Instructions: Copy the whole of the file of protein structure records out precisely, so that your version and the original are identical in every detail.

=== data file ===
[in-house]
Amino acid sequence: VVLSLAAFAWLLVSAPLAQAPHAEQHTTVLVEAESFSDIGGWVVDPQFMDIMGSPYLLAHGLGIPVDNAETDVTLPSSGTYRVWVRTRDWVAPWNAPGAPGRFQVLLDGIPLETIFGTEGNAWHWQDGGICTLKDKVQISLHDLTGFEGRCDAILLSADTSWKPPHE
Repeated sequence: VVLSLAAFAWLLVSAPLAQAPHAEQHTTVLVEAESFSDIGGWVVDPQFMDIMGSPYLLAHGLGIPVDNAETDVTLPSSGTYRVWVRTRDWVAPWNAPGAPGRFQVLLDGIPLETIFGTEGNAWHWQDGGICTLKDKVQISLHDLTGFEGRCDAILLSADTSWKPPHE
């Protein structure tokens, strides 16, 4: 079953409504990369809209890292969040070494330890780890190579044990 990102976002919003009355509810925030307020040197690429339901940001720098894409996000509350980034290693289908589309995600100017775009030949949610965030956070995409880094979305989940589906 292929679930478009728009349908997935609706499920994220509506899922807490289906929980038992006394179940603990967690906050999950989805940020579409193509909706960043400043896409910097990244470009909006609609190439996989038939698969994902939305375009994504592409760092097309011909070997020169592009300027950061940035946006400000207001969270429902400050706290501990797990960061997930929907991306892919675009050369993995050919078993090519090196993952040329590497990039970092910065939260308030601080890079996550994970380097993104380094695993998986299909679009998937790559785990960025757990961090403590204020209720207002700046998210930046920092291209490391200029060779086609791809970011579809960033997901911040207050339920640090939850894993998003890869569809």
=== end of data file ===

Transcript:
[in-house]
Amino acid sequence: VVLSLAAFAWLLVSAPLAQAPHAEQHTTVLVEAESFSDIGGWVVDPQFMDIMGSPYLLAHGLGIPVDNAETDVTLPSSGTYRVWVRTRDWVAPWNAPGAPGRFQVLLDGIPLETIFGTEGNAWHWQDGGICTLKDKVQISLHDLTGFEGRCDAILLSADTSWKPPHE
Repeated sequence: VVLSLAAFAWLLVSAPLAQAPHAEQHTTVLVEAESFSDIGGWVVDPQFMDIMGSPYLLAHGLGIPVDNAETDVTLPSSGTYRVWVRTRDWVAPWNAPGAPGRFQVLLDGIPLETIFGTEGNAWHWQDGGICTLKDKVQISLHDLTGFEGRCDAILLSADTSWKPPHE
């Protein structure tokens, strides 16, 4: 079953409504990369809209890292969040070494330890780890190579044990 990102976002919003009355509810925030307020040197690429339901940001720098894409996000509350980034290693289908589309995600100017775009030949949610965030956070995409880094979305989940589906 292929679930478009728009349908997935609706499920994220509506899922807490289906929980038992006394179940603990967690906050999950989805940020579409193509909706960043400043896409910097990244470009909006609609190439996989038939698969994902939305375009994504592409760092097309011909070997020169592009300027950061940035946006400000207001969270429902400050706290501990797990960061997930929907991306892919675009050369993995050919078993090519090196993952040329590497990039970092910065939260308030601080890079996550994970380097993104380094695993998986299909679009998937790559785990960025757990961090403590204020209720207002700046998210930046920092291209490391200029060779086609791809970011579809960033997901911040207050339920640090939850894993998003890869569809």